Now that I’ve told you a bunch of generalities, I ask you to forget all of it! Of course night watches were different everywhere; no two cities are alike. 1400s Venice had a professional watch for the town and a separate volunteer watch for the shipyards drawn from shipbuilders. Saint-Malo in France in the early 1600s just released a pack of hungry mastiffs inside the city walls every night. They weren’t any good at stopping fires, but they straight-up ate thieves. Mid-1500s York, Yorkshire had a force of six men per ward. Mid-1600s New York, New York had eight. Berlin didn’t have a night watch until the early 1600s. Dublin didn’t have one until 1677. Tiny Maldon, Essex finally established a three-man watch in the 1700s only after a spate of burglaries. While most cities armed their watchmen with a lantern on a stick, Norwegian and Danish watchmen carried morning-stars, Stockholmers carried man-traps, and Amsterdammers carried a rattle for alarms and a pike. American colonials often carried guns for fear of Indians. Parisian watchmen rode on horseback.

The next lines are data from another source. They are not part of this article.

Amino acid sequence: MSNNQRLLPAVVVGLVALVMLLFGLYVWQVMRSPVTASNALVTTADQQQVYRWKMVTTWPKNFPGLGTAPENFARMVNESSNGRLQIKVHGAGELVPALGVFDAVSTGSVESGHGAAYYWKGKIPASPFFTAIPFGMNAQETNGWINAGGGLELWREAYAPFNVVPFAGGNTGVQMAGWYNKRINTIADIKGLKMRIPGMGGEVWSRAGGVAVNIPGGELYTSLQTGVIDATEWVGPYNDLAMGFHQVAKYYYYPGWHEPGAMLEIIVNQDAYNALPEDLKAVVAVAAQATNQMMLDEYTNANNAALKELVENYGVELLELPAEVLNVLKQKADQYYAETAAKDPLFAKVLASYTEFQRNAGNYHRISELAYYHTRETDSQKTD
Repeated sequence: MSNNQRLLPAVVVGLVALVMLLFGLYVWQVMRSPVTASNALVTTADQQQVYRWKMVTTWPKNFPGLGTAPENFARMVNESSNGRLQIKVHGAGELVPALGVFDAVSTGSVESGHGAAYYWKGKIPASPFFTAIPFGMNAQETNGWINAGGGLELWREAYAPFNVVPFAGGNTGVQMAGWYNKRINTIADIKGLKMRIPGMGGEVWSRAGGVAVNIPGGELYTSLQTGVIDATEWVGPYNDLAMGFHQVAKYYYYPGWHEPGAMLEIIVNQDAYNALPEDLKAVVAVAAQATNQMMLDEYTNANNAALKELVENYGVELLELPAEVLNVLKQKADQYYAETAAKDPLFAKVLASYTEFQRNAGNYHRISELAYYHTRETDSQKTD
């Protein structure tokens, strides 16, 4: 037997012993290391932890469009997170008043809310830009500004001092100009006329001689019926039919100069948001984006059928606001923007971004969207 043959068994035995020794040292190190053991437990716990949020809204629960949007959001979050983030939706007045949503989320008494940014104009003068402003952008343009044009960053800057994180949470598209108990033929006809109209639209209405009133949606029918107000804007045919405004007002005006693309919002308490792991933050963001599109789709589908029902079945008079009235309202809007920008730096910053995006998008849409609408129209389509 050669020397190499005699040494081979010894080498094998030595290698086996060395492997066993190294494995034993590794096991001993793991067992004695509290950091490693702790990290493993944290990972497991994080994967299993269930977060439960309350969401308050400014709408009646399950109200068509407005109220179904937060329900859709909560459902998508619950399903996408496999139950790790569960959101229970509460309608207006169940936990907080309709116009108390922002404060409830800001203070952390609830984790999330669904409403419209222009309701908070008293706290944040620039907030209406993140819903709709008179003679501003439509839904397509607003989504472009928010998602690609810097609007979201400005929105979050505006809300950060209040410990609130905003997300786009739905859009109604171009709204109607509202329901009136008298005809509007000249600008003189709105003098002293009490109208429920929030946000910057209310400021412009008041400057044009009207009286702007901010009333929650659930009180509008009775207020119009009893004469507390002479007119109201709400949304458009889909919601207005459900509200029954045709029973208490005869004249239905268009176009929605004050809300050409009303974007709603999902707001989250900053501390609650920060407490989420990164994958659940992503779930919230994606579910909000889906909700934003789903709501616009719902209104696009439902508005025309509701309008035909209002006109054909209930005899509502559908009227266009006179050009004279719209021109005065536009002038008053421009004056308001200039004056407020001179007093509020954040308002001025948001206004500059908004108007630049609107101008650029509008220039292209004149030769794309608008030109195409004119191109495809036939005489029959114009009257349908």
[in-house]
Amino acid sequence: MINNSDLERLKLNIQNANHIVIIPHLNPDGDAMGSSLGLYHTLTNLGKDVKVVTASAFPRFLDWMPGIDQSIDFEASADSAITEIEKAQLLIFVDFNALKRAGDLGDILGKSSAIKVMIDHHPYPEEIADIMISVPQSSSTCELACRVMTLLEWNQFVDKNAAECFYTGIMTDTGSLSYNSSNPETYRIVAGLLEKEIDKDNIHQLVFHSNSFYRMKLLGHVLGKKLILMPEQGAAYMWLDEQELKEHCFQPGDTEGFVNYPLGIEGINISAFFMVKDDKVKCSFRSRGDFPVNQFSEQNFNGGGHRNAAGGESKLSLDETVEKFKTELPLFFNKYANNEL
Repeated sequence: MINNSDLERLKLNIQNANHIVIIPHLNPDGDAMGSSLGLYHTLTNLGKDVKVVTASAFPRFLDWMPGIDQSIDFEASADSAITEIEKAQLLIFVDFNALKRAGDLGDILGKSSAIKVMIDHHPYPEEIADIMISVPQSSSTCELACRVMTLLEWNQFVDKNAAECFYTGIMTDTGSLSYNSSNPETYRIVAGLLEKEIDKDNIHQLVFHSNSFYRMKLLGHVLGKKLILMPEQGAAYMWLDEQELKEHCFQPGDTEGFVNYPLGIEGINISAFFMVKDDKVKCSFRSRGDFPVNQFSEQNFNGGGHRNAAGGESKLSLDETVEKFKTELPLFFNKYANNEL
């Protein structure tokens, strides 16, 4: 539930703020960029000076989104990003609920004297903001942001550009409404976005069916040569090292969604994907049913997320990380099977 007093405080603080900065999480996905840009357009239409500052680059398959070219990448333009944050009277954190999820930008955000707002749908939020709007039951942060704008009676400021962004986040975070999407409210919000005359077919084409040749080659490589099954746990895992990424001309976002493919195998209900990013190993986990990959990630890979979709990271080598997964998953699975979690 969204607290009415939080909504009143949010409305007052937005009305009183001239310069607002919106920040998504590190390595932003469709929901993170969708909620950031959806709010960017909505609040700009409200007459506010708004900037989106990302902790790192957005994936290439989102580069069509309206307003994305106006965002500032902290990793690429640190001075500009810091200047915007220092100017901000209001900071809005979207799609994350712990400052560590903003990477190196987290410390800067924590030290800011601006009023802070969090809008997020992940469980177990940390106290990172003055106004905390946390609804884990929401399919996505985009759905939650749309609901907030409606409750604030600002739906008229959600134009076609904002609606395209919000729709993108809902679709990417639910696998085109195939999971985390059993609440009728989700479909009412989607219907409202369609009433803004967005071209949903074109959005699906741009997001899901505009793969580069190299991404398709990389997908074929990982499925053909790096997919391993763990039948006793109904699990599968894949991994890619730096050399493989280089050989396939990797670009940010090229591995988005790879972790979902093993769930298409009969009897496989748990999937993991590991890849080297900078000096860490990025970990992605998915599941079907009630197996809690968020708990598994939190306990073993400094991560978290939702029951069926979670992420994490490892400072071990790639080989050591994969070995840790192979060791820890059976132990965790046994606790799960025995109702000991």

A smaller than average (though not by much) and very late example of a watchman’s station or ‘roundhouse’ in Bath, England
Image credit: MichaelMaggs. Released under a CC BY-SA 4.0 license.

In your fictional campaign setting, it can be a lot of fun to put in place an institution based on the night watch rather than defaulting to ‘21st-century police with setting-appropriate equipment’. Having the constable be a grumpy tradesman doing his annual service or an incompetent, underpaid ‘professional’ – and having either of them just as concerned with fire as with crime – introduces new opportunities for adventure your players might not have seen before.